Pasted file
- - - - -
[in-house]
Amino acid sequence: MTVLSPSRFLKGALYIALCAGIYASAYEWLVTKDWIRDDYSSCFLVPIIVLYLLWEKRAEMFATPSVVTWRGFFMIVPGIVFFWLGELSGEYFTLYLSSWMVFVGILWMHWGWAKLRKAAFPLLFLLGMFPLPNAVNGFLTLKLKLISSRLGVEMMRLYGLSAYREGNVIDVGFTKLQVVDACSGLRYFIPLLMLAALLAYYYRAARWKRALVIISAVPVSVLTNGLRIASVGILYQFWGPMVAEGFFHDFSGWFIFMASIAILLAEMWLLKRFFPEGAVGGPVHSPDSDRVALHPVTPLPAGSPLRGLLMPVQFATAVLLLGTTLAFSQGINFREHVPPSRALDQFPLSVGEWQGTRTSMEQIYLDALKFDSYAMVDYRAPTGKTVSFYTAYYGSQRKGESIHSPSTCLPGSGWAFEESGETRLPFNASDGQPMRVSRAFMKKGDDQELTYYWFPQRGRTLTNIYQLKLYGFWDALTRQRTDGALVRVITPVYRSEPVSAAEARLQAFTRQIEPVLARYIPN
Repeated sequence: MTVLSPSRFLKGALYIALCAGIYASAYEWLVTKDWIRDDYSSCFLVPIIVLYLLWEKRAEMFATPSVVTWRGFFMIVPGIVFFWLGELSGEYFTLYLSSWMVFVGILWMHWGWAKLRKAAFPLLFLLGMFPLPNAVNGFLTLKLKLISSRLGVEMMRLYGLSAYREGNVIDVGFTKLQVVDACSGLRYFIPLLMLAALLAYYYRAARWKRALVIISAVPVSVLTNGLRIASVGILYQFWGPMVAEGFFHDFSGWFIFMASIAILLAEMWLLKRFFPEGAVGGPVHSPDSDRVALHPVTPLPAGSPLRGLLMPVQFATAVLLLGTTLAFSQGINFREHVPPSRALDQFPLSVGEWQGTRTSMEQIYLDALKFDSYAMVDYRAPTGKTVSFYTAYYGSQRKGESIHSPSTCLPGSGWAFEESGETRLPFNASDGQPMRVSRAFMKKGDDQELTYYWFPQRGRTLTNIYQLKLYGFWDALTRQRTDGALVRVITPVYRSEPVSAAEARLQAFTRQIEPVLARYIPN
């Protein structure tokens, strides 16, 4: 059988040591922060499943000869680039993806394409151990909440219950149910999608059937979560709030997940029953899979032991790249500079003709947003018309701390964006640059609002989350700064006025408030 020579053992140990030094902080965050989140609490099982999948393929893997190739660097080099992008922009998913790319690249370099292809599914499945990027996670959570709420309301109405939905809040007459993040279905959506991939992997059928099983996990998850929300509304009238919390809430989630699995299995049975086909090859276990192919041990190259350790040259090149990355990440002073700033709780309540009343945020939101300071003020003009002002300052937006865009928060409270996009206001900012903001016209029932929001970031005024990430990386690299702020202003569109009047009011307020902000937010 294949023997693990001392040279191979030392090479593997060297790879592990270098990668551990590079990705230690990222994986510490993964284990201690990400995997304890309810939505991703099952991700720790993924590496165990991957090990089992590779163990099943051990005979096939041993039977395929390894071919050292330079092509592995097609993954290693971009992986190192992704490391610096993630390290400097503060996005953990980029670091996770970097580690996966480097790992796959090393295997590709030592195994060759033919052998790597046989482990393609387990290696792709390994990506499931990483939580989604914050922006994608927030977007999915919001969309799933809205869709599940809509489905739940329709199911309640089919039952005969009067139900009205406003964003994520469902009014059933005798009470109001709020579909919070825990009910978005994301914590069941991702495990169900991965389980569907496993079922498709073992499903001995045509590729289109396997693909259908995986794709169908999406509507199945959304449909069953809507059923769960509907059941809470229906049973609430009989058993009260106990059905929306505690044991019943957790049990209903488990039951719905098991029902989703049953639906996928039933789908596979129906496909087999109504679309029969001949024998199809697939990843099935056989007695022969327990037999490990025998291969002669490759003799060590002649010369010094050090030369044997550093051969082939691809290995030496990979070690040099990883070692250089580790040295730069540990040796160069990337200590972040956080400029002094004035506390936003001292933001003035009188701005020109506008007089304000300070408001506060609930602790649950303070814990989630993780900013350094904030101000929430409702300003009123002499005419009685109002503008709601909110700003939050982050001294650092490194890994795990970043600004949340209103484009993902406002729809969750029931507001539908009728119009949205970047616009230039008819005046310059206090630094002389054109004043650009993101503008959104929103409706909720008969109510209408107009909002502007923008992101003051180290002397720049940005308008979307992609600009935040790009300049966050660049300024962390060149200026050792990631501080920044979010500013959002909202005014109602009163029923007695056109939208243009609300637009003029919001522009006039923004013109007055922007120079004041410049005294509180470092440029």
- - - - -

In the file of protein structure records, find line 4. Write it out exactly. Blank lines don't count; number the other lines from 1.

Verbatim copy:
């Protein structure tokens, strides 16, 4: 059988040591922060499943000869680039993806394409151990909440219950149910999608059937979560709030997940029953899979032991790249500079003709947003018309701390964006640059609002989350700064006025408030 020579053992140990030094902080965050989140609490099982999948393929893997190739660097080099992008922009998913790319690249370099292809599914499945990027996670959570709420309301109405939905809040007459993040279905959506991939992997059928099983996990998850929300509304009238919390809430989630699995299995049975086909090859276990192919041990190259350790040259090149990355990440002073700033709780309540009343945020939101300071003020003009002002300052937006865009928060409270996009206001900012903001016209029932929001970031005024990430990386690299702020202003569109009047009011307020902000937010 294949023997693990001392040279191979030392090479593997060297790879592990270098990668551990590079990705230690990222994986510490993964284990201690990400995997304890309810939505991703099952991700720790993924590496165990991957090990089992590779163990099943051990005979096939041993039977395929390894071919050292330079092509592995097609993954290693971009992986190192992704490391610096993630390290400097503060996005953990980029670091996770970097580690996966480097790992796959090393295997590709030592195994060759033919052998790597046989482990393609387990290696792709390994990506499931990483939580989604914050922006994608927030977007999915919001969309799933809205869709599940809509489905739940329709199911309640089919039952005969009067139900009205406003964003994520469902009014059933005798009470109001709020579909919070825990009910978005994301914590069941991702495990169900991965389980569907496993079922498709073992499903001995045509590729289109396997693909259908995986794709169908999406509507199945959304449909069953809507059923769960509907059941809470229906049973609430009989058993009260106990059905929306505690044991019943957790049990209903488990039951719905098991029902989703049953639906996928039933789908596979129906496909087999109504679309029969001949024998199809697939990843099935056989007695022969327990037999490990025998291969002669490759003799060590002649010369010094050090030369044997550093051969082939691809290995030496990979070690040099990883070692250089580790040295730069540990040796160069990337200590972040956080400029002094004035506390936003001292933001003035009188701005020109506008007089304000300070408001506060609930602790649950303070814990989630993780900013350094904030101000929430409702300003009123002499005419009685109002503008709601909110700003939050982050001294650092490194890994795990970043600004949340209103484009993902406002729809969750029931507001539908009728119009949205970047616009230039008819005046310059206090630094002389054109004043650009993101503008959104929103409706909720008969109510209408107009909002502007923008992101003051180290002397720049940005308008979307992609600009935040790009300049966050660049300024962390060149200026050792990631501080920044979010500013959002909202005014109602009163029923007695056109939208243009609300637009003029919001522009006039923004013109007055922007120079004041410049005294509180470092440029």